• Diverse leaders pay it forward by hiring, mentoring and preparing more diverse groups of future leaders. Your board and/or management is probably getting asked some pointed questions by investors, such as, “Why is this company’s leadership not representative of its customer base, company values or employee community?” So, ask yourself, “Who do we employ? Who do we promote? Are we treating our employees fairly?” The truth will set you free!

In our survey with Vanity Fair’s Hive and theSkimm, 66 percent of millennials said that they believe women have fewer promotion opportunities than men. One way to address that is by elevating more women into leadership roles. That way, they can act as mentors for the next generation, creating a ripple effect to help underrepresented groups get ahead in their careers. I am proud that we were able to attract change agents like Serena Williams and Sue Decker to our board last year, putting SurveyMonkey on the list of companies with the most diverse boards. We’re currently collaborating on initiatives around gender equality that really resonate in the business community.

  • Diverse leaders can help drive better engagement and decrease attrition. Leaders with unique backgrounds will be conscious of unique needs. For example, women in leadership might create better parental leave policies, and leaders with international backgrounds might be more attentive to time differences when scheduling mandatory global conference calls. Also, seeing people from different backgrounds in powerful positions can inspire employees to stay longer at an organization and strive for more responsibility or promotions.

  • Diverse teams are better equipped to really hear their customers. Curious leaders who listen to the diverse range of voices of their customers and employees are innovating, executing and winning faster than ever. Why did our new TV ad not resonate with our customers? Why is one product selling much better than another? These are the kinds of questions that diverse perspectives can often shed important light on.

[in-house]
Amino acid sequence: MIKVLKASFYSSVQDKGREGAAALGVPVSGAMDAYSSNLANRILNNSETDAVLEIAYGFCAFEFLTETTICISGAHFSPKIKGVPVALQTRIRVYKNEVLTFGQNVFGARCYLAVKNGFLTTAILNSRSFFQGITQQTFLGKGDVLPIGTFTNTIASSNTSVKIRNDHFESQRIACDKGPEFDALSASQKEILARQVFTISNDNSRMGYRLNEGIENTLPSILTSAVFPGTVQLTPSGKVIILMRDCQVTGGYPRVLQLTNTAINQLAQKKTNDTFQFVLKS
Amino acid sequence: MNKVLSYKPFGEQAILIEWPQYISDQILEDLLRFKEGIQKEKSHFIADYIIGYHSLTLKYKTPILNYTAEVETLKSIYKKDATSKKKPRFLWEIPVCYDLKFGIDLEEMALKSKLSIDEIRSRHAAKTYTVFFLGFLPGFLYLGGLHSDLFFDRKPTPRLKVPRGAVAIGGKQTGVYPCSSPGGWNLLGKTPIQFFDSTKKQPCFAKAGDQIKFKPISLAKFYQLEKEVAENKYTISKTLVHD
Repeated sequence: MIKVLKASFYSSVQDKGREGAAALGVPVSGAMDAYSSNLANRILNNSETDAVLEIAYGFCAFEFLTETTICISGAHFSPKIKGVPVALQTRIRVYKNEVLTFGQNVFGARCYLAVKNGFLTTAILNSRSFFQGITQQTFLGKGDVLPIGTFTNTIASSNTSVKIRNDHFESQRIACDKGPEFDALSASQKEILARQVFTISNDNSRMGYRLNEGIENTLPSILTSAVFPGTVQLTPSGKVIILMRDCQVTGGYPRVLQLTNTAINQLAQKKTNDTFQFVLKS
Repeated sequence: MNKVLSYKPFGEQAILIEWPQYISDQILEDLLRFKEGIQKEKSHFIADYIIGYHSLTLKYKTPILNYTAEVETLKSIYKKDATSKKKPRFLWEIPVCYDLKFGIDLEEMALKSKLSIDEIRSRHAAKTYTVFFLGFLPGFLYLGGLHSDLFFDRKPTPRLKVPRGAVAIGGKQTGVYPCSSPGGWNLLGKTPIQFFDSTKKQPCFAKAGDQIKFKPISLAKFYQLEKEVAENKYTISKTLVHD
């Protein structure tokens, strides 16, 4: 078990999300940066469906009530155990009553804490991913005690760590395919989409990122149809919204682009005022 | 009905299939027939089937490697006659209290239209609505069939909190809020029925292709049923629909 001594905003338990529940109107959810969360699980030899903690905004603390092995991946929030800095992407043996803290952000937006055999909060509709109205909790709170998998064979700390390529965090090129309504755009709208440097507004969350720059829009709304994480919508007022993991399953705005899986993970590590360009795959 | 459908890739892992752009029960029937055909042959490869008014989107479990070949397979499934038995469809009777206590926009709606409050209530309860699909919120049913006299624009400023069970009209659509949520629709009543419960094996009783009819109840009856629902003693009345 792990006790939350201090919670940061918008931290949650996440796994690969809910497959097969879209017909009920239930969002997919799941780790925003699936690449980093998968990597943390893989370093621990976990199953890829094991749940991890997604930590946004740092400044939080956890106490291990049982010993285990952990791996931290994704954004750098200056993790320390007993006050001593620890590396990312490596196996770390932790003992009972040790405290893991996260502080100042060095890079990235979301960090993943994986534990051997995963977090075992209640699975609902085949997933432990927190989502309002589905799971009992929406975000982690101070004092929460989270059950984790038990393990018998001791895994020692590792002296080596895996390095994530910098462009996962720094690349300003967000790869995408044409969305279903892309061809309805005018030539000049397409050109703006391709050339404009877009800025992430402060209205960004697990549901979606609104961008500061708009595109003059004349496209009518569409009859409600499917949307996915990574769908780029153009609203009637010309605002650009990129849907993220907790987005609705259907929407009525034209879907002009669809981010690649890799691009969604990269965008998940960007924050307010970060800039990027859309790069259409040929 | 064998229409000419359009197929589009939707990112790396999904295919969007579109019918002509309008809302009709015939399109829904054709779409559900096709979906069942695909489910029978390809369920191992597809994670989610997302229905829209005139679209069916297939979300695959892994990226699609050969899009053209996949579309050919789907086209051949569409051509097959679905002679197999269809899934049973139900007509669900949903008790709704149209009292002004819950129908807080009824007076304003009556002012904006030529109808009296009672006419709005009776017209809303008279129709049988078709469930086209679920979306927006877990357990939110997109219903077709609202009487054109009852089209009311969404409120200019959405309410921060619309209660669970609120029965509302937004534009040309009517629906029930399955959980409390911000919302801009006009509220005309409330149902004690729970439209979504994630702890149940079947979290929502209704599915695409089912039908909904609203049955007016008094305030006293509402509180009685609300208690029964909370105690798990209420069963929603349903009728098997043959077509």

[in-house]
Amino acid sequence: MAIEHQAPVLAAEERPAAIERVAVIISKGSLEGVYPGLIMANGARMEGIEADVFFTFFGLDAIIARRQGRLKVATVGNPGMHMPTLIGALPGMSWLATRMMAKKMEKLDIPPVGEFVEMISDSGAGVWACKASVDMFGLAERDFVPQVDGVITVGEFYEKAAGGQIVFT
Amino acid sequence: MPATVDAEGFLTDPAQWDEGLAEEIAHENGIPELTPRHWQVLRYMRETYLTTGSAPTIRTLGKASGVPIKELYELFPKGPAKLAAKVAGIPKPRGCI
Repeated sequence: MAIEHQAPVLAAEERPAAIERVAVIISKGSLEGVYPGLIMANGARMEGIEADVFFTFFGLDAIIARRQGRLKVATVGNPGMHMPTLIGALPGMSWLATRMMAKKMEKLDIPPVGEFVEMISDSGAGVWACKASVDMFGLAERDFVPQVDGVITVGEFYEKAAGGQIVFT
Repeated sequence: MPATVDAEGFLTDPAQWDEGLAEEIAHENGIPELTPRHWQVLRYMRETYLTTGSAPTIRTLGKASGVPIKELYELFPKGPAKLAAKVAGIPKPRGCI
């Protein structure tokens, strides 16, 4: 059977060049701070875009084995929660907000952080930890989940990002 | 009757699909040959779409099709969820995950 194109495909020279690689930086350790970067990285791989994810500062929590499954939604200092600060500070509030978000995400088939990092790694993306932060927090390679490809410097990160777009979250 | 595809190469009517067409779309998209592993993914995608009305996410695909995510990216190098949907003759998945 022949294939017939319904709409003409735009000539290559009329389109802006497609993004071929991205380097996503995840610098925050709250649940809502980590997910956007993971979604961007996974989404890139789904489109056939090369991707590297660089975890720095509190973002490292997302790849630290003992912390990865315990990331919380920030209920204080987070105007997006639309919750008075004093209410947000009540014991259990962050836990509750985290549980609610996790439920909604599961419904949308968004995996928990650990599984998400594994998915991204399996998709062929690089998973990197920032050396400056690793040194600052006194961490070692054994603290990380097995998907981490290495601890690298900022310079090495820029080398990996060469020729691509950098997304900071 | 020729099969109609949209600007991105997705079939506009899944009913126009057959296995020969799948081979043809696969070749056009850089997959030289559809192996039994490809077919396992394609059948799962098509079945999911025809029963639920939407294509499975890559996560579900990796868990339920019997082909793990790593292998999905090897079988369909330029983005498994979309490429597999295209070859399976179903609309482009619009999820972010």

Some companies are even demanding more diverse teams from their third-party vendors and agencies, in order to get better context and insights about public reception. A more diverse team has a much better chance of not missing critical opportunities, as well as making the right calls about potentially sensitive decisions.

Fixing problems starts with acknowledging them. Companies need to take an honest audit of their D&I efforts, and then make positive changes. For example, testing our new Belonging and Inclusion survey internally at SurveyMonkey wasn’t just an attempt to confirm the template’s validity. It was our first look beyond our diversity numbers in an effort to measure the lived experiences of our employees. While some of our results were very positive, we also uncovered several key areas for improvement that we’ve been working to address — from providing our employees with further clarity around resolutions when they’ve escalated concerns, to offering additional tools and opportunity for career growth.

There is a lot of positive change happening — from Amazon’s and Facebook’s commitment to adopting the “Rooney Rule” for their board appointments, to a wave of curious and strong female leaders getting promoted for the right reasons across industries, from venture capital to beauty. It’s the right thing to do, and it’s the smart thing to do. Make the changes before another company capitalizes on your missteps.

CEO Action for Diversity & Inclusion was spearheaded by PwC U.S. Chairman Tim Ryan.